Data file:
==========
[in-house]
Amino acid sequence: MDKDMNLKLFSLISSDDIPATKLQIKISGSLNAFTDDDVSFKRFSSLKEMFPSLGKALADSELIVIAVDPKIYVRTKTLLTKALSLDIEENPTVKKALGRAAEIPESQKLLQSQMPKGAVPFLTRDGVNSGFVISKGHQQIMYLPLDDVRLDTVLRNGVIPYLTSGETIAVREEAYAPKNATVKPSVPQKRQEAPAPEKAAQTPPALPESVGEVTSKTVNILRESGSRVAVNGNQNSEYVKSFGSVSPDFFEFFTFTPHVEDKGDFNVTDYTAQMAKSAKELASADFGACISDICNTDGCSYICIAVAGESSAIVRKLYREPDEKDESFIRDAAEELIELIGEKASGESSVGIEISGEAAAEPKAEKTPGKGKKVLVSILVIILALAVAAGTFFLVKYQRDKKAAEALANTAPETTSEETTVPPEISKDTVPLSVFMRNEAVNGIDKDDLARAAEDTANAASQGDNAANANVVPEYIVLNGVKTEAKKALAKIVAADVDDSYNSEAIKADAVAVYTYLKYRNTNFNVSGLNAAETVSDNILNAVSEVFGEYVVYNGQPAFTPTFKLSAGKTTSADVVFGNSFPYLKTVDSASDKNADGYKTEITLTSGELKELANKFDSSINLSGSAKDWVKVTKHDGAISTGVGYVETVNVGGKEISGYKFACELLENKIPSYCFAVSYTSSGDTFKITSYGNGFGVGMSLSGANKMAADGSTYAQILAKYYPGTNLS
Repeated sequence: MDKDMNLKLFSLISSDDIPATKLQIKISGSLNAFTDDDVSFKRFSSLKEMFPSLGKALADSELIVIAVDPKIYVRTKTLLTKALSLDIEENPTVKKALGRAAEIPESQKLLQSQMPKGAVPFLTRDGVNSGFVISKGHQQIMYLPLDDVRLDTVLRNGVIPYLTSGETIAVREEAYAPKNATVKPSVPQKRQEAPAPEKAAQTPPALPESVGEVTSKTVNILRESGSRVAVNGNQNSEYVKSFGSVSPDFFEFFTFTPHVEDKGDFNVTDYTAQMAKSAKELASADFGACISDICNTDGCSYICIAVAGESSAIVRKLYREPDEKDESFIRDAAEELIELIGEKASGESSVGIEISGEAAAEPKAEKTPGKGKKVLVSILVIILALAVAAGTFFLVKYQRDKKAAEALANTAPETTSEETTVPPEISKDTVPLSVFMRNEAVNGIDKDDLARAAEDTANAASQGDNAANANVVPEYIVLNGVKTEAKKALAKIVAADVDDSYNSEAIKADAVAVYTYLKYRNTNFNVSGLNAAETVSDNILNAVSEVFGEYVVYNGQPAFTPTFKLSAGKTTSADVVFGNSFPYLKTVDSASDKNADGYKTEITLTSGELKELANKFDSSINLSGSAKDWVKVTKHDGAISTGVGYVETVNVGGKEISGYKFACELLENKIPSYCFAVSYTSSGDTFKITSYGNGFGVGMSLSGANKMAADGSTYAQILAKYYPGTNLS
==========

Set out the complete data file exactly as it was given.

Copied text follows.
[in-house]
Amino acid sequence: MDKDMNLKLFSLISSDDIPATKLQIKISGSLNAFTDDDVSFKRFSSLKEMFPSLGKALADSELIVIAVDPKIYVRTKTLLTKALSLDIEENPTVKKALGRAAEIPESQKLLQSQMPKGAVPFLTRDGVNSGFVISKGHQQIMYLPLDDVRLDTVLRNGVIPYLTSGETIAVREEAYAPKNATVKPSVPQKRQEAPAPEKAAQTPPALPESVGEVTSKTVNILRESGSRVAVNGNQNSEYVKSFGSVSPDFFEFFTFTPHVEDKGDFNVTDYTAQMAKSAKELASADFGACISDICNTDGCSYICIAVAGESSAIVRKLYREPDEKDESFIRDAAEELIELIGEKASGESSVGIEISGEAAAEPKAEKTPGKGKKVLVSILVIILALAVAAGTFFLVKYQRDKKAAEALANTAPETTSEETTVPPEISKDTVPLSVFMRNEAVNGIDKDDLARAAEDTANAASQGDNAANANVVPEYIVLNGVKTEAKKALAKIVAADVDDSYNSEAIKADAVAVYTYLKYRNTNFNVSGLNAAETVSDNILNAVSEVFGEYVVYNGQPAFTPTFKLSAGKTTSADVVFGNSFPYLKTVDSASDKNADGYKTEITLTSGELKELANKFDSSINLSGSAKDWVKVTKHDGAISTGVGYVETVNVGGKEISGYKFACELLENKIPSYCFAVSYTSSGDTFKITSYGNGFGVGMSLSGANKMAADGSTYAQILAKYYPGTNLS
Repeated sequence: MDKDMNLKLFSLISSDDIPATKLQIKISGSLNAFTDDDVSFKRFSSLKEMFPSLGKALADSELIVIAVDPKIYVRTKTLLTKALSLDIEENPTVKKALGRAAEIPESQKLLQSQMPKGAVPFLTRDGVNSGFVISKGHQQIMYLPLDDVRLDTVLRNGVIPYLTSGETIAVREEAYAPKNATVKPSVPQKRQEAPAPEKAAQTPPALPESVGEVTSKTVNILRESGSRVAVNGNQNSEYVKSFGSVSPDFFEFFTFTPHVEDKGDFNVTDYTAQMAKSAKELASADFGACISDICNTDGCSYICIAVAGESSAIVRKLYREPDEKDESFIRDAAEELIELIGEKASGESSVGIEISGEAAAEPKAEKTPGKGKKVLVSILVIILALAVAAGTFFLVKYQRDKKAAEALANTAPETTSEETTVPPEISKDTVPLSVFMRNEAVNGIDKDDLARAAEDTANAASQGDNAANANVVPEYIVLNGVKTEAKKALAKIVAADVDDSYNSEAIKADAVAVYTYLKYRNTNFNVSGLNAAETVSDNILNAVSEVFGEYVVYNGQPAFTPTFKLSAGKTTSADVVFGNSFPYLKTVDSASDKNADGYKTEITLTSGELKELANKFDSSINLSGSAKDWVKVTKHDGAISTGVGYVETVNVGGKEISGYKFACELLENKIPSYCFAVSYTSSGDTFKITSYGNGFGVGMSLSGANKMAADGSTYAQILAKYYPGTNLS